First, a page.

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The U.S Has Launched Genetically Modified Mosquitoes To Combat Dengue And Zika Virus

US launching gene injected mosquitos to fight dengue and other diseases.

The new genetically modified mosquitos will aid in killing the disease-carrying species of mosquitos.

In a new technique to fight back the disease-carrying mosquitos like dengue, the U.S is working on genetically engineered mosquitos that would kill the harmful counterparts.

Oxitec is the biotechnology company introducing the U.S with the new species of mosquitos, the idea of which seems a little controversial to start with, given the current pandemic situation and how it all started after a man allegedly ‘had a bat to eat’. However, the concern just stands as an assumption.

Looking at the brighter side, the newfound technique would effectively reduce the population of disease-carrying mosquitos and for that, mosquito larvae are planted in the Florida Keys which are expected to hatch as tens of thousands of genetically modified mosquitos left to wander around in the wilds, in search of the harmful mosquito species.

It is a government permitted project to look into the successful use of genetic engineering to get rid of mosquito-related diseases and fatalities. The project is aimed against a species of mosquito called Aedes Aegypti, which is responsible for spreading Zika, Dengue, Chikungunya, yellow fever, and other related diseases that are growing at a substantial rate in Florida and other places.

“As we are seeing the development of resistance to some of our current control methods, we are in need of new tools to combat this mosquito,” said Andrea Leal, executive director of the Florida Keys Mosquito Control District. “And given the unique ecosystem we live in, those tools need to be safe, environmentally friendly, and targeted.”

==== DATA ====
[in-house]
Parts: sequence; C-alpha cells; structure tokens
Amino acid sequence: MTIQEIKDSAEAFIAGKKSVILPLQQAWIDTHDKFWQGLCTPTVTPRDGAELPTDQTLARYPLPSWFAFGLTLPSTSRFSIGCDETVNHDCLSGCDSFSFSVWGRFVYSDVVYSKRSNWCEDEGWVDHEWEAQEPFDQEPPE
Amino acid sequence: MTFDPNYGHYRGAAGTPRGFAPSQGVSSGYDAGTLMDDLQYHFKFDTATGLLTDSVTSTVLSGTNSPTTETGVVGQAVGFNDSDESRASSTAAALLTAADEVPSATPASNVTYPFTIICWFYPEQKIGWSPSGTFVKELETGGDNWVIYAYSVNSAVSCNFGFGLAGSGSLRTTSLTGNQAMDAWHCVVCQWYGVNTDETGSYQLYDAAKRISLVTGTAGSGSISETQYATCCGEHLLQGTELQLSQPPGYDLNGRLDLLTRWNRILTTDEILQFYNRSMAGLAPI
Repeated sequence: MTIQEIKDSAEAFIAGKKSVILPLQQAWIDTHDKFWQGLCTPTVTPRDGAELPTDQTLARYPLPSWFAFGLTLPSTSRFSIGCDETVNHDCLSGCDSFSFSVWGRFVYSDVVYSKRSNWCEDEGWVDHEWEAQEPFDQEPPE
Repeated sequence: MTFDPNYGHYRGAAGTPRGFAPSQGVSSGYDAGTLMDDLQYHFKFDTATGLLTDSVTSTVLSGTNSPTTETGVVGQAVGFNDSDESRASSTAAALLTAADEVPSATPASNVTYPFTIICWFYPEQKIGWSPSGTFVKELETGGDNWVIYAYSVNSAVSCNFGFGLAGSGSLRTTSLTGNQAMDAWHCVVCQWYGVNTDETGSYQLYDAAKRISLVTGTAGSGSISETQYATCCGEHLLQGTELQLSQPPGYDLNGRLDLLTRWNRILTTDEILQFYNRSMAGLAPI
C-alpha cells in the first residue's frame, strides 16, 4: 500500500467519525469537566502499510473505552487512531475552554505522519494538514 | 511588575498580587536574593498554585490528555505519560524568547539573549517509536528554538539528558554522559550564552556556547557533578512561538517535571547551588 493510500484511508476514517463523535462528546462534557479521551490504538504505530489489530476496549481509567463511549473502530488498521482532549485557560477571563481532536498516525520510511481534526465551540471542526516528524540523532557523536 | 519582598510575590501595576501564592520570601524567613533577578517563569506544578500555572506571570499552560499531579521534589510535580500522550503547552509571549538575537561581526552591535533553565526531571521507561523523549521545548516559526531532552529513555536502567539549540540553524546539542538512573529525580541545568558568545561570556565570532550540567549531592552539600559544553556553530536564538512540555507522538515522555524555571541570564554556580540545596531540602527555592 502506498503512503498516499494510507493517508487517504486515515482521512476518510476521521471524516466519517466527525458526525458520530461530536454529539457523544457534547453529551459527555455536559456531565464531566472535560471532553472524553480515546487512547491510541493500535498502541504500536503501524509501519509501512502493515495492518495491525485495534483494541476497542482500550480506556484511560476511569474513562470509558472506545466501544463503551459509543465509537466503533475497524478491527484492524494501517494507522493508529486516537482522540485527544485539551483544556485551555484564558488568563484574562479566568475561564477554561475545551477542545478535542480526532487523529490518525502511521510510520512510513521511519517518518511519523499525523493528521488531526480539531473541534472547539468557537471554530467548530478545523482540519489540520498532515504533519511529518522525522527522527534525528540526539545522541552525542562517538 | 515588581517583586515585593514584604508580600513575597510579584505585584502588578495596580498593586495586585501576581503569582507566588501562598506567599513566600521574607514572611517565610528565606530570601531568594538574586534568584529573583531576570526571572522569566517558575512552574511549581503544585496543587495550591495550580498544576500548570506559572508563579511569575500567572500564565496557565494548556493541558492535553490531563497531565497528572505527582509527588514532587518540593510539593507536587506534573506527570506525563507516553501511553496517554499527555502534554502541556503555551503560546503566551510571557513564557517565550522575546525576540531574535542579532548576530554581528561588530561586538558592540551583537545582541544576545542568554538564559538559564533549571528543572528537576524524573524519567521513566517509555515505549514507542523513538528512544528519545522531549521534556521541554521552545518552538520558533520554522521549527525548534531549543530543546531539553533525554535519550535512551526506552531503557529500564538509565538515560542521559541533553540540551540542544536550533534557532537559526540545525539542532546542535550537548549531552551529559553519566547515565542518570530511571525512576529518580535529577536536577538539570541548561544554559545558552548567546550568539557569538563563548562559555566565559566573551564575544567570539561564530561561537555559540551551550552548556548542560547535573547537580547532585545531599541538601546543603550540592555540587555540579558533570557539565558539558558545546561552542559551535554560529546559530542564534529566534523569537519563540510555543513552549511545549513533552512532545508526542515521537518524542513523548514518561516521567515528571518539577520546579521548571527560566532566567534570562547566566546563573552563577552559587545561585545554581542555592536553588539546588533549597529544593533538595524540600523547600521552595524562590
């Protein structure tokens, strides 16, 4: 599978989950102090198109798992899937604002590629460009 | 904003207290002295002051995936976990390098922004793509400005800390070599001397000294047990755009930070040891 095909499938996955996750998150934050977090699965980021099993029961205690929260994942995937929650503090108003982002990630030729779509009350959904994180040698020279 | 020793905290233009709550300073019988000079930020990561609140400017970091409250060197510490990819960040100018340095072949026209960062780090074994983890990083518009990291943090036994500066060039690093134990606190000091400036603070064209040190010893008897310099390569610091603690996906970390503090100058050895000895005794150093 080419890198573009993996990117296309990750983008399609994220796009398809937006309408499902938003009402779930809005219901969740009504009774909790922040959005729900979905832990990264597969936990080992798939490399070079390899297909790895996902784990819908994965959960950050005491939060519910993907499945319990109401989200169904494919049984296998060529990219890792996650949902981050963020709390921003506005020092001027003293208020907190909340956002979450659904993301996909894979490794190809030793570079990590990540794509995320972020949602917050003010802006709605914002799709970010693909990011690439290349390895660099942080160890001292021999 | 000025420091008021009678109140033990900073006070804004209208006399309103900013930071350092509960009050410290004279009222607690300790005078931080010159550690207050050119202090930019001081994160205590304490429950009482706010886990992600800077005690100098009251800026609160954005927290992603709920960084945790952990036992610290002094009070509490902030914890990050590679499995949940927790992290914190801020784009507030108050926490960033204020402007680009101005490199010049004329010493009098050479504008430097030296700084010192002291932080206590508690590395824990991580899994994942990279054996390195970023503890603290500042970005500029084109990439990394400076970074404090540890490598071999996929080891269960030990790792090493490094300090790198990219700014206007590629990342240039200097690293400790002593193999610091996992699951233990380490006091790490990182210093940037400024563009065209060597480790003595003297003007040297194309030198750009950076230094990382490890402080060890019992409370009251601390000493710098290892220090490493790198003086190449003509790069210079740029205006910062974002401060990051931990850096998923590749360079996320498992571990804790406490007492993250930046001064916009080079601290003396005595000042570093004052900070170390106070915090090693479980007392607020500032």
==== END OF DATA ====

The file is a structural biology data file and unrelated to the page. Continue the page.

What would the genetically modified mosquito do to kill the harmful ones? I was thinking the same until I did not know. The modified male members would pass on a gene that would cause the female counterparts a dying need of tetracycline, without which they won’t survive. The female mosquito would die after staying ill for a period of time. In contrast, the male members injected with the gene would continue to seek female members that would ultimately decrease the mosquito population at large. The trend of female mosquitos being injected by the male counterparts with the gene would continue for good, killing the female population and decreasing the overall reproduction of the insect.

The Aegypti mosquito population has grown to affect the wider population of the earth, and a remedy that promises to decrease and limit their population through targeting the female mosquito population sounds like something substantial. It would fight the relevant diseases and the disease-carrying mosquitos effectively.

Omar Akbari, a known man from the field of genetic modifications said, “Oxitec has received approvals to do releases of its modified A. aegypti mosquitoes in the Cayman Islands and Panama. It is doing trials in India—genetically modified mosquitoes are released into cages with wild-type mosquitoes to mate and then compared with cages without the modified insect. [Others have] done releases in Malaysia and Australia. And as there are more examples of success stories, I think more countries will be willing to adopt this technology, assuming that the costs make sense.”

Another reason that accounts for the growing population of Aegypti Mosquito to become more of serious concern is global warming, which is responsible for increasing the places of choice for these mosquitos to settle to, and spread harmful diseases. However, the newfound genetic modification sounds like a solution above all other methods that have been used up until now and might prove as a final solution to the problem.